IDEAS home Printed from https://ideas.repec.org/
MyIDEAS: Login to save this article or follow this journal

Minimum Wages, Labor Market Institutions, and Female Employment and Unemployment: A Cross-Country Analysis

  • John T. Addison
  • Orgul Demet Ozturk

The authors investigate the employment consequences of minimum wage regulation in 16 OECD countries, 1970-2008. Their treatment is motivated by Neumark and Wascher's (2004) seminal cross-country study using panel methods to estimate minimum wage effects among teenagers and young adults. Apart from the longer time interval examined, a major departure is the authors' focus on prime-age females, a group often neglected in the minimum wage literature. Another is their deployment of time-varying policy and institutional regressors. The average effects they report are consistent with minimum wages causing material employment losses among the target group. Indeed, higher minimum wages are also associated with elevated joblessness, although these unemployment effects are less precisely estimated. Further, although the authors find common ground with Neumark and Wascher as regards the role of some individual labor market institutions and policies, they do not observe the same patterns in the institutional data. Specifically, prime-age females do not exhibit stronger employment losses in countries with the least regulated markets.

To our knowledge, this item is not available for download. To find whether it is available, there are three options:
1. Check below under "Related research" whether another version of this item is available online.
2. Check on the provider's web page whether it is in fact available.
3. Perform a search for a similarly titled item that would be available.

Article provided by ILR Review, Cornell University, ILR School in its journal ILR Review.

Volume (Year): 65 (2012)
Issue (Month): 4 (October)
Pages: 779-809

as
in new window

Handle: RePEc:ilr:articl:v:65:y:2012:i:4:p:779-809
Contact details of provider: Fax: 607-255-8016
Web page: http://www.ilr.cornell.edu/ilrreview/

More information through EDIRC

Order Information: Postal: 381 Ives East, Cornell University, Ithaca, NY 14853-3901
Web: http://digitalcommons.ilr.cornell.edu/ilrreview/ Email:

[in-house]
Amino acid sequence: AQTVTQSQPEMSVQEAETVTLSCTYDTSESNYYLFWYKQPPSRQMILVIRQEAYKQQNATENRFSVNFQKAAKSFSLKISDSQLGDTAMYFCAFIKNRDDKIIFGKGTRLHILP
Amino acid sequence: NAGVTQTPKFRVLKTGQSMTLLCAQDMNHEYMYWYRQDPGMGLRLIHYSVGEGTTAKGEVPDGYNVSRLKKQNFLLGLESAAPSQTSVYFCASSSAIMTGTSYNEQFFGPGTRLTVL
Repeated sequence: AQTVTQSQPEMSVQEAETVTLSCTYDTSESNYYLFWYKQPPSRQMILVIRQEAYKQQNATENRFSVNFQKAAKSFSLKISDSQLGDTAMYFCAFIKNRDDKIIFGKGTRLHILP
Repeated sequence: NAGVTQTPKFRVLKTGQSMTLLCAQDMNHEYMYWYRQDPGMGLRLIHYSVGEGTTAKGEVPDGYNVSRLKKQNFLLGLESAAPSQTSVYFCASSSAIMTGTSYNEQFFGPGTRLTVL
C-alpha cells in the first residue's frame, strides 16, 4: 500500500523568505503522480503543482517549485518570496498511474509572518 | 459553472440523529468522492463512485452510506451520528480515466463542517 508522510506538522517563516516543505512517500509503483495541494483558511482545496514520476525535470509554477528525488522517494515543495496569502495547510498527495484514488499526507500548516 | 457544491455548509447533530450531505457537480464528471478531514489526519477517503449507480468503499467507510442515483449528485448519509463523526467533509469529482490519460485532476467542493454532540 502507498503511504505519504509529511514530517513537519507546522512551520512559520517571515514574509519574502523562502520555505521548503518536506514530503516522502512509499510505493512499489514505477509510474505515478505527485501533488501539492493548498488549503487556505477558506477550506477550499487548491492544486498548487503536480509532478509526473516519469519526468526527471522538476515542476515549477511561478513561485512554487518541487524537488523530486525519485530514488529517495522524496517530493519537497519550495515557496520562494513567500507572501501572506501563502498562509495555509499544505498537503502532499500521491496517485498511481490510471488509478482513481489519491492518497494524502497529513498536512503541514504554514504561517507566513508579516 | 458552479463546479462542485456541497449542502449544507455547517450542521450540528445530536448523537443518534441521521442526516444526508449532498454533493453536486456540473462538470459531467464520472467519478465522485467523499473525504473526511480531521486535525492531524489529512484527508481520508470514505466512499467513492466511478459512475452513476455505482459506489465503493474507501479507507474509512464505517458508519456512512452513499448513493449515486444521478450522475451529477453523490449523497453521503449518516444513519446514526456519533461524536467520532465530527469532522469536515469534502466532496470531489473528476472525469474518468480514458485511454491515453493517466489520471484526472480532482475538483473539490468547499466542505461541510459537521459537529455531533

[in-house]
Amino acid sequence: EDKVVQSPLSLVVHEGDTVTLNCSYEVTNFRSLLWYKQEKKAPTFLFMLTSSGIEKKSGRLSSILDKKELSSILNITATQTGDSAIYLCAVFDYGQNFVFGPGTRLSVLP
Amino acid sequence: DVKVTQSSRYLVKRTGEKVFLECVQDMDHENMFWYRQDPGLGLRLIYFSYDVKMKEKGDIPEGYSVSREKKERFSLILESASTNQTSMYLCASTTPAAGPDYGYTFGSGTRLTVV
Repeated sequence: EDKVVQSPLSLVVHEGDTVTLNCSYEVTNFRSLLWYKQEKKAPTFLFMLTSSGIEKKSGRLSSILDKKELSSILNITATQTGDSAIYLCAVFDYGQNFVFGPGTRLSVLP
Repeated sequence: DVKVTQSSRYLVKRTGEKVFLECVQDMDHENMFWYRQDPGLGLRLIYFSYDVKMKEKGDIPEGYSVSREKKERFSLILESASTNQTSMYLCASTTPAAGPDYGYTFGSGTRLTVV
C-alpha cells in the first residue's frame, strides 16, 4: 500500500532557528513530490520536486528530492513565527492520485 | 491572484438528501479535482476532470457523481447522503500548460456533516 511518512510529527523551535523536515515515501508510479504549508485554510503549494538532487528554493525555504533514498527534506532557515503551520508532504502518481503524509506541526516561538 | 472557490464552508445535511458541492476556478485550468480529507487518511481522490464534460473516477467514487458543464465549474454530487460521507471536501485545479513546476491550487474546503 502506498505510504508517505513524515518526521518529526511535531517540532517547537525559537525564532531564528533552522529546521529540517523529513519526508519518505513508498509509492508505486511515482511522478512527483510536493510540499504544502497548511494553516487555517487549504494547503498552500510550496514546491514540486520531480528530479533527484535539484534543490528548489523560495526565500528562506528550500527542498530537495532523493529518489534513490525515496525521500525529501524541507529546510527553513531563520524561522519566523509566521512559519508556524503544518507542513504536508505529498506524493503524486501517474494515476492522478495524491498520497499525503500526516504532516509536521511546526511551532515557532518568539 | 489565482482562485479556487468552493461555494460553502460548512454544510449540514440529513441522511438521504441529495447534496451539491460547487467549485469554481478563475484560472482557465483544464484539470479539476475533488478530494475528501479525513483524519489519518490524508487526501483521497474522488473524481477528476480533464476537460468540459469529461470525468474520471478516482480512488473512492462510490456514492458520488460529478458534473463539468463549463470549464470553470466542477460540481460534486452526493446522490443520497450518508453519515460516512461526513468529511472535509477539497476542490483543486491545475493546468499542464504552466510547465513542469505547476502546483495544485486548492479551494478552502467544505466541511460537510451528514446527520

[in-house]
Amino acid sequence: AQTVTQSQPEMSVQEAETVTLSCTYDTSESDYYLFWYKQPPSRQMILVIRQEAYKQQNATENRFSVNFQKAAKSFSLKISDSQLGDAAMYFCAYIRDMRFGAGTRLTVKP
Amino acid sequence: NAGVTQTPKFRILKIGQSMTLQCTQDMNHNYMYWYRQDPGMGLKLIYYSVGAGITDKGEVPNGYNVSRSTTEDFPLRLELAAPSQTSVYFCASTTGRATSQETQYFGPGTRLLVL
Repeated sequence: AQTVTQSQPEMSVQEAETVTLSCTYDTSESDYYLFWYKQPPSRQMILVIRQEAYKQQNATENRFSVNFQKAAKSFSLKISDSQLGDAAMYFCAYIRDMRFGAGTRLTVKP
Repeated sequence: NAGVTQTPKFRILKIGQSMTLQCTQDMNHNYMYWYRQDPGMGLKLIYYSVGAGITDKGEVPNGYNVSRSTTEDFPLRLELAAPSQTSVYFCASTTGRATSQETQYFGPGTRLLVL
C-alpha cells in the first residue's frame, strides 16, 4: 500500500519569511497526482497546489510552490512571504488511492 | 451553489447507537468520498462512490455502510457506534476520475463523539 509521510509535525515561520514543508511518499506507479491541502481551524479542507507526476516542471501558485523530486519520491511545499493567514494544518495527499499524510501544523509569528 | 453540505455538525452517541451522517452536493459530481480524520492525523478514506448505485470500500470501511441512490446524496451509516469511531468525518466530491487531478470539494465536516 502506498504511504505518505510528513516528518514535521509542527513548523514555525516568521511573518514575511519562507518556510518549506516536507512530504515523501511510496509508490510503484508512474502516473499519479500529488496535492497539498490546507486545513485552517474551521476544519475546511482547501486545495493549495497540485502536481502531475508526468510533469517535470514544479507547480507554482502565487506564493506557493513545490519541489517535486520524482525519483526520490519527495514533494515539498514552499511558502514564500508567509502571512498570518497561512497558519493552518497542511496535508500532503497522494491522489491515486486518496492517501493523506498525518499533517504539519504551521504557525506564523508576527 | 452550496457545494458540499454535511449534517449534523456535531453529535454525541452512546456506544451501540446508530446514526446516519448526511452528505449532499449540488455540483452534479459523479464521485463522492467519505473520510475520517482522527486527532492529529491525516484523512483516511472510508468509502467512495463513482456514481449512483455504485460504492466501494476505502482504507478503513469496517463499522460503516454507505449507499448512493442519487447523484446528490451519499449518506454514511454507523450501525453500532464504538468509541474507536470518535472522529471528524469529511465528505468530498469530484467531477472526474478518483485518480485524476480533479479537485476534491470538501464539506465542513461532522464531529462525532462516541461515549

References listed on IDEAS
Please report citation or reference errors to , or , if you are the registered author of the cited work, log in to your RePEc Author Service profile, click on "citations" and make appropriate adjustments.:

as in new window
  1. Dennis J. Snower & David T. Coe, 1996. "Policy Complementarities; The Case for Fundamental Labor Market Reform," IMF Working Papers 96/93, International Monetary Fund.
  2. Cahuc, Pierre & Zylberberg, Andre, 1999. "Job Protection, Minimum Wage and Unemployment," IZA Discussion Papers 95, Institute for the Study of Labor (IZA).
  3. Bernhard Boockmann, 2010. "The Combined Employment Effects of Minimum Wages and Labor Market Regulation—a Meta-Analysis," Applied Economics Quarterly (formerly: Konjunkturpolitik), Duncker & Humblot, Berlin, vol. 61(Supplemen), pages 167-188.
  4. Olivier Blanchard & Justin Wolfers, 1999. "The Role of Shocks and Institutions in the Rise of European Unemployment: The Aggregate Evidence," NBER Working Papers 7282, National Bureau of Economic Research, Inc.
  5. John T. Addison & McKinley L. Blackburn & Chad D. Cotti, 2012. "The Effect of Minimum Wages on Labour Market Outcomes: County-Level Estimates from the Restaurant-and-Bar Sector," British Journal of Industrial Relations, London School of Economics, vol. 50(3), pages 412-435, 09.
  6. John T. Addison & Paulino Teixeira, 2003. "The Economics of Employment Protection," Journal of Labor Research, Transaction Publishers, vol. 24(1), pages 85-129, January.
  7. Stephen Nickell & Luca Nunziata & Wolfgang Ochel, 2005. "Unemployment in the OECD Since the 1960s. What Do We Know?," Economic Journal, Royal Economic Society, vol. 115(500), pages 1-27, 01.
Full references (including those not matched with items on IDEAS)

This item is not listed on Wikipedia, on a reading list or among the top items on IDEAS.

When requesting a correction, please mention this item's handle: RePEc:ilr:articl:v:65:y:2012:i:4:p:779-809. See general information about how to correct material in RePEc.

For technical questions regarding this item, or to correct its authors, title, abstract, bibliographic or download information, contact: (ILR Review)

If you have authored this item and are not yet registered with RePEc, we encourage you to do it here. This allows to link your profile to this item. It also allows you to accept potential citations to this item that we are uncertain about.

If references are entirely missing, you can add them using this form.

If the full references list an item that is present in RePEc, but the system did not link to it, you can help with this form.

If you know of missing items citing this one, you can help us creating those links by adding the relevant references in the same way as above, for each refering item. If you are a registered author of this item, you may also want to check the "citations" tab in your profile, as there may be some citations waiting for confirmation.

Please note that corrections may take a couple of weeks to filter through the various RePEc services.

This information is provided to you by IDEAS at the Research Division of the Federal Reserve Bank of St. Louis using RePEc data.